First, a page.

In Southeast Asia, key developments last week included: civilian deaths amid ongoing conflict in Myanmar and separatist violence in Thailand; a clash between Papuan separatists and state forces in Indonesia; increased drug-related violence in the Philippines; and labor protests across several countries in the region.
Civilians in Myanmar continue to be injured and killed in the ongoing conflicts between the military and ethnic armed groups. Last week, two women in Kyaukme township in Shan state were killed during clashes between the military and the Palaung State Liberation Front/Ta’ang National Liberation Army (PSLF/TNLA). In Rakhine state, deadly fighting between the military and the United League of Arakan/Arakan Army (ULA/AA) was reported in Myebon township. The military likewise forced a camp for internally displaced villagers in the township to close (Radio Free Asia, 27 January 2020).
Meanwhile, in Kayin state and the Bago region, a road construction project continues to be the source of tension between the military and the Karen National Union/Karen National Liberation Army (KNU/KNLA). Last week, mines planted by the KNU/KNLA were triggered by military convoys. In Hpapun township in Kayin state, a mine explosion led to the reported death of a military officer. The KNU/KNLA, which recently marked its 71st anniversary, views the ongoing road construction by the military in areas controlled by the KNU/KNLA as a violation of the Nationwide Ceasefire Agreement (NCA), which it signed in 2015 (Irrawaddy, 30 January 2020).
Separatist violence was reported in Thailand and Indonesia. In Indonesia, the separatist West Papua National Liberation Army (TPNPB) clashed with state forces in Papua province, resulting in one reported fatality. There were conflicting reports over whether the fatality was a civilian or a member of the TPNPB. In Thailand, suspected separatists attacked and reportedly killed one civilian in Narathiwat province. Recently, Thailand and Indonesia signed an agreement to share intelligence concerning separatist activity in Thailand’s deep south (Reuters, 14 January 2020).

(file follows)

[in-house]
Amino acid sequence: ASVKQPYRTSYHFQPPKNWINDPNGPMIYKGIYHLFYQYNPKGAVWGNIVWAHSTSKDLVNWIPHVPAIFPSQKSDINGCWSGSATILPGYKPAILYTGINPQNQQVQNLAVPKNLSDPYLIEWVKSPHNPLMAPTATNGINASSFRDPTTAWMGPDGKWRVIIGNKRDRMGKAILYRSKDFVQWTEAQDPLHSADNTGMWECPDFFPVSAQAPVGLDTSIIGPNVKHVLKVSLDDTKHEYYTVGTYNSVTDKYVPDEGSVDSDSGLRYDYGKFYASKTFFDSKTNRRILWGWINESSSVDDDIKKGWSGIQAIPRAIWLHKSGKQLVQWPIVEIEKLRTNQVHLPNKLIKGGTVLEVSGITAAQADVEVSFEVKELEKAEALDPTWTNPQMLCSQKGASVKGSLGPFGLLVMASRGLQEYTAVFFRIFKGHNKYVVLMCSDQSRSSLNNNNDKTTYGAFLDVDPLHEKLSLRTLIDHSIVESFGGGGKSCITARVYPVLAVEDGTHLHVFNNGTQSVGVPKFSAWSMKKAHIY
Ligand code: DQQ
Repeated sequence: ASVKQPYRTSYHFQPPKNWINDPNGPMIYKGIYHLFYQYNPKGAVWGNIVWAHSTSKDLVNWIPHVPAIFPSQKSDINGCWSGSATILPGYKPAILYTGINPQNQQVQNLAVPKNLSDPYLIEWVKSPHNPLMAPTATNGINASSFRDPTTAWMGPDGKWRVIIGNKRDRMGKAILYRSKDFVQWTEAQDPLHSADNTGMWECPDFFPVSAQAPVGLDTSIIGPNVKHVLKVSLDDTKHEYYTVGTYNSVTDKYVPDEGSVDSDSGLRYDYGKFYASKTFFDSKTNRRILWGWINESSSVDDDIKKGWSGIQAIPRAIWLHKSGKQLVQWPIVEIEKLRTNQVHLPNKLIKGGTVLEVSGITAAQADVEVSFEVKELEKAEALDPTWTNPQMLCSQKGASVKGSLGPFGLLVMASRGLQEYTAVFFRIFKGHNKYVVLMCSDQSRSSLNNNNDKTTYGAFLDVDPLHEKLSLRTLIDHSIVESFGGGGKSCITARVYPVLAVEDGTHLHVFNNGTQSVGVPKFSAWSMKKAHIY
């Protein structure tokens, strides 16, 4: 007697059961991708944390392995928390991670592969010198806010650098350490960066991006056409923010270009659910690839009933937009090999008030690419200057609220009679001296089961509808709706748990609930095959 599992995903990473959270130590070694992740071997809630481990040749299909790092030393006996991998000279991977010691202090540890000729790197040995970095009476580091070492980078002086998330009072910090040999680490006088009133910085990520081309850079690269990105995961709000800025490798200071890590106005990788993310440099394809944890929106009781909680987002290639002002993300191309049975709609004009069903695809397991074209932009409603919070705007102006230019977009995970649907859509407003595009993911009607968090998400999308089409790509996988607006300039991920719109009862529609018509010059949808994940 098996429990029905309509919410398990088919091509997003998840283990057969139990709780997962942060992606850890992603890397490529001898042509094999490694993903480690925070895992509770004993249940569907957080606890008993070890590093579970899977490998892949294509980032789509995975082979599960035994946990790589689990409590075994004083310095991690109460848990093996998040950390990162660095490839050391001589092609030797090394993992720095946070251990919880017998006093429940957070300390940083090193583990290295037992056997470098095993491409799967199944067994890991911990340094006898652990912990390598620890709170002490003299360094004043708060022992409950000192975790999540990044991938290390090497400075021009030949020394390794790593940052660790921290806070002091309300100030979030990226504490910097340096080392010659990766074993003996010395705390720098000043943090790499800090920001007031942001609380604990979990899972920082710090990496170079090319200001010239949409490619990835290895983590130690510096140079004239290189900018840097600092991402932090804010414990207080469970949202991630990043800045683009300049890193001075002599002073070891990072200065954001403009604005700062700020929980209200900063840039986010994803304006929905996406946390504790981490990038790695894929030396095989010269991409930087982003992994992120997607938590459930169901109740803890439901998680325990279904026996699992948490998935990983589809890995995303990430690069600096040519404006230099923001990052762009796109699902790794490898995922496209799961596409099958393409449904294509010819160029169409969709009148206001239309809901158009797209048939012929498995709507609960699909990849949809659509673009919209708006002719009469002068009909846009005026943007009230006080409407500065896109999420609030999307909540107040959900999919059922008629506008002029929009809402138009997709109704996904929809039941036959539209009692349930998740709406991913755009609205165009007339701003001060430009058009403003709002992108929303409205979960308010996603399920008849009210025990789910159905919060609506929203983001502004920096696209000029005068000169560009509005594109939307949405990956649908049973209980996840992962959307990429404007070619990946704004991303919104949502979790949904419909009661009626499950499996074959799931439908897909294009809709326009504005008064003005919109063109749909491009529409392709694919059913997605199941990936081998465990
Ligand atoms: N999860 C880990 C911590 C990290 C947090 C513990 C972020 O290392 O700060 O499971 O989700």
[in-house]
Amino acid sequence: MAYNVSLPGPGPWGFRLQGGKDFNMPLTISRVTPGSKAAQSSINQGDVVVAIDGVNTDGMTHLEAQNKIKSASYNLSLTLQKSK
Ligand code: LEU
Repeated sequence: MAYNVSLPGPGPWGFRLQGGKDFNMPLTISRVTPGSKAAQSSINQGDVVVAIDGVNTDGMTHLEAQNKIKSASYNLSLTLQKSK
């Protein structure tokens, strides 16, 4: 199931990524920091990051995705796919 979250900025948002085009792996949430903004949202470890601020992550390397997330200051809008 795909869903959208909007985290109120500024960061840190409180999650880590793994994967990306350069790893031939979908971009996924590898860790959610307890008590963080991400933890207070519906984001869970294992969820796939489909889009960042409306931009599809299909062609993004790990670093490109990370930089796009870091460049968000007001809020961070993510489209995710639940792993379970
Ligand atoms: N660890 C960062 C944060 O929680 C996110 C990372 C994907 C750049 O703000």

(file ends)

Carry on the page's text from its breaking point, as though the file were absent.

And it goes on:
In the Philippines, there was an increase in reported incidents of drug-related violence stemming from police raids as well as attacks on civilians by anti-drug vigilantes. At least 32 fatalities were reported last week. The fatalities come as the Philippines finds itself under increasing international pressure over the ongoing extrajudicial killings. The US recently decided to revoke the visa of one of President Duterte’s allies, the former chief of the Philippine National Police, over his involvement in the “war on drugs.” This has led to Duterte threatening to end the Philippine-US Visiting Forces Agreement (Asia Times, 27 January 2020).
Labor protests were reported in Cambodia, Thailand, Myanmar and Indonesia. Protests over the omnibus bill in Indonesia were reported in East Java and Central Jakarta. Meanwhile, in Myanmar, schoolteachers and students opposed to the extension of the school year continued to protest as part of a green-ribbon campaign. Notably, a group of students protested during a speech by Daw Aung San Suu Kyi, the State Counsellor, in the capital, Nay Pyi Taw (Irrawaddy, 29 January 2020).
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